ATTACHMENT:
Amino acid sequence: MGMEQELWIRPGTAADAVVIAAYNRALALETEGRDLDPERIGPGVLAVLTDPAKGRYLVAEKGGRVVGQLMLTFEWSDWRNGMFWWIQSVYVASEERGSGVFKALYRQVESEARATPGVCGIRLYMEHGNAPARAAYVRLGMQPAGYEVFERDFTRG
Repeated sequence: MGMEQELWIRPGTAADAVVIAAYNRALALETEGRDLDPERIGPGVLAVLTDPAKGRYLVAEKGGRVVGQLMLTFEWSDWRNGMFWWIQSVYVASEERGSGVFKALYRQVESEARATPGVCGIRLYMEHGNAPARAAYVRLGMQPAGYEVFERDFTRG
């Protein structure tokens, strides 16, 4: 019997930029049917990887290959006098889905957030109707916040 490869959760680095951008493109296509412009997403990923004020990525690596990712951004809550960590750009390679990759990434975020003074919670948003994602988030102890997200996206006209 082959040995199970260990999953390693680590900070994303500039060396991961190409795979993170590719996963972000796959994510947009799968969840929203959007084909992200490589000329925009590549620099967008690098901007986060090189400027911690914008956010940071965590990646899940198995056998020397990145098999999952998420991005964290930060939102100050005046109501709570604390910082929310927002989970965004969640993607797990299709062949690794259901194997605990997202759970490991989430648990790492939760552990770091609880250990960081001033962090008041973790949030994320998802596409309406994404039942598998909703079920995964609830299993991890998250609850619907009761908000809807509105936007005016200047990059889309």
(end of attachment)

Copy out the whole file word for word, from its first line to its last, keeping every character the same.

Amino acid sequence: MGMEQELWIRPGTAADAVVIAAYNRALALETEGRDLDPERIGPGVLAVLTDPAKGRYLVAEKGGRVVGQLMLTFEWSDWRNGMFWWIQSVYVASEERGSGVFKALYRQVESEARATPGVCGIRLYMEHGNAPARAAYVRLGMQPAGYEVFERDFTRG
Repeated sequence: MGMEQELWIRPGTAADAVVIAAYNRALALETEGRDLDPERIGPGVLAVLTDPAKGRYLVAEKGGRVVGQLMLTFEWSDWRNGMFWWIQSVYVASEERGSGVFKALYRQVESEARATPGVCGIRLYMEHGNAPARAAYVRLGMQPAGYEVFERDFTRG
């Protein structure tokens, strides 16, 4: 019997930029049917990887290959006098889905957030109707916040 490869959760680095951008493109296509412009997403990923004020990525690596990712951004809550960590750009390679990759990434975020003074919670948003994602988030102890997200996206006209 082959040995199970260990999953390693680590900070994303500039060396991961190409795979993170590719996963972000796959994510947009799968969840929203959007084909992200490589000329925009590549620099967008690098901007986060090189400027911690914008956010940071965590990646899940198995056998020397990145098999999952998420991005964290930060939102100050005046109501709570604390910082929310927002989970965004969640993607797990299709062949690794259901194997605990997202759970490991989430648990790492939760552990770091609880250990960081001033962090008041973790949030994320998802596409309406994404039942598998909703079920995964609830299993991890998250609850619907009761908000809807509105936007005016200047990059889309």